33. T. A. M. Langlands, B. I. Henry, S. L. Wearne. Fractional cable equation models for anomalous electrodiffusion in nerve cells: Finite domain solutions. SIAM J. Appl. Math., vol. 71, no. 4, (2011), pp. 1168-1203. [CrossRef] [Google Scholar]
  34. A. Lubelski J. Klafter. Fluorescence recovery after photobleaching: the case of anomalous diffusion. Biophys. J., vol. 94, no. 12, (2008), pp. 4646-4653. [CrossRef] [PubMed] [Google Scholar]
  35. A. Kolmogoroff, I. Petrovsky, N. Piscounoff. Étude de l’équation de la diffusion avec croissance de la quantité de matiére et son application á un probléme biologique. Moscow Univ. Bull. Math, vol. 1, (1937), pp. 1-25. [Google Scholar]
  36. R. Fisher. The wave of advance of advantageous genes. Ann. Hum. Genet., vol. 7, no. 4, (1937), pp. 355-369. [CrossRef] [Google Scholar]
  37. D. Ben-Avraham, S. Havlin. Diffusion and reactions in fractals and disordered systems. Cambridge University Press, 2000. [Google Scholar]
  38. M. O. Vlad, J. Ross. Systematic derivation of reaction-diffusion equations with distributed delays and relations to fractional reaction-diffusion equations and hyperbolic transport equations: application to the theory of neolithic transition. Phys. Rev. E, vol. 66, no. 6, (2002), p. 061908. [CrossRef] [MathSciNet] [Google Scholar]
  39. C. N. Angstmann, I. C. Donnelly, B. I. Henry. Pattern formation on networks with reactions: A continuous time random walk approach. Phys. Rev. E, vol. 87, no. 3, (2012), p. 032804. [CrossRef] [Google Scholar]
  40. S. Fedotov, S. Falconer. Subdiffusive master equation with space-dependent anomalous exponent and structural insta- bility. Phys. Rev. E, vol 85, no. 3, (2012), p. 031132. [CrossRef] [Google Scholar]
  41. H. Scher, M. Lax. Stochastic transport in a disordered solid. I. Theory. Phys. Rev. B, vol. 7, (1973), pp. 4491-4502. [CrossRef] [MathSciNet] [Google Scholar]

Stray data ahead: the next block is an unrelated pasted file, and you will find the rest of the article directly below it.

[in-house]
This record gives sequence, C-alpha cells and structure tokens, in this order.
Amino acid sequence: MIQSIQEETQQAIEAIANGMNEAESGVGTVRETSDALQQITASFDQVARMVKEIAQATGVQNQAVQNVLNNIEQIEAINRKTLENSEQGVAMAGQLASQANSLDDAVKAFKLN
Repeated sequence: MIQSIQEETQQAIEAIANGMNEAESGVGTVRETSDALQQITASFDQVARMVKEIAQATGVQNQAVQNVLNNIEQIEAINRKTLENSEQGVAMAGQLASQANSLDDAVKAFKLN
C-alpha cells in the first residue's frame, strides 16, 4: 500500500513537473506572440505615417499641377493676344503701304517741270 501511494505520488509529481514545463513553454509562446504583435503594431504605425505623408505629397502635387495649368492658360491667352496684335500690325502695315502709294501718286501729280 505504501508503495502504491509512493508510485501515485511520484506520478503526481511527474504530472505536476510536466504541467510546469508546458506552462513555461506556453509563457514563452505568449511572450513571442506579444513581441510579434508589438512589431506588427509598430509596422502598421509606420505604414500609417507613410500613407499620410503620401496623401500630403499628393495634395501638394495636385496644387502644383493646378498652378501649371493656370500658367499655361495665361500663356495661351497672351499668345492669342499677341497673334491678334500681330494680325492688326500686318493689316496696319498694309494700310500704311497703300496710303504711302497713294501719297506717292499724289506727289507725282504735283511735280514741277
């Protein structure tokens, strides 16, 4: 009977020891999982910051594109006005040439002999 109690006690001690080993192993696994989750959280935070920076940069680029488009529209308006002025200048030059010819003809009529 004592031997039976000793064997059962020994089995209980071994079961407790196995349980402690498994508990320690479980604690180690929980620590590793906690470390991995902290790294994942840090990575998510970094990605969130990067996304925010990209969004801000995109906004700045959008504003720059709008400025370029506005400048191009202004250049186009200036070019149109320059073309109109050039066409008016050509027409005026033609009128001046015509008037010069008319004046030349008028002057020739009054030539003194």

42. A. Yadav, W. Horsthemke. Kinetic equations for reaction-subdiffusion systems: Derivation and stability analysis. Phys. Rev. E, vol. 74, no. 6, (2006), p. 066118. [CrossRef] [MathSciNet] [Google Scholar]
  43. A. V. Chechkin, R. Gorenflo, I. M. Sokolov. Fractional diffusion in inhomogeneous media. J. Phys. A, vol. 38, (2005), p. L679. [CrossRef] [Google Scholar]
  44. B. Berkowitz, A. Cortis, M. Dentz, H. Scher. Modelling non-Fickian transport in geological formations as a continuous time random walk. Rev. Geophys., vol. 44, (2006), p. RG2003. [CrossRef] [Google Scholar]
  45. E. Scalas, R. Gorenflo, F. Mainardi, M. Raberto. Revisiting the derivation of the fractional diffusion equation. Fractals, vol. 11, (2003), pp. 281-289. [CrossRef] [Google Scholar]
  46. T. H. Hildebrandt. Definitions of Stieltjes integrals of the Riemann type. The Amer. Math. Monthly, vol. 45, (1938), p. 265. [CrossRef] [Google Scholar]

Current usage metrics show cumulative count of Article Views (full-text article views including HTML views, PDF and ePub downloads, according to the available data) and Abstracts Views on Vision4Press platform.

Data correspond to usage on the plateform after 2015. The current usage metrics is available 48-96 hours after online publication and is updated daily on week days.

Initial download of the metrics may take a while.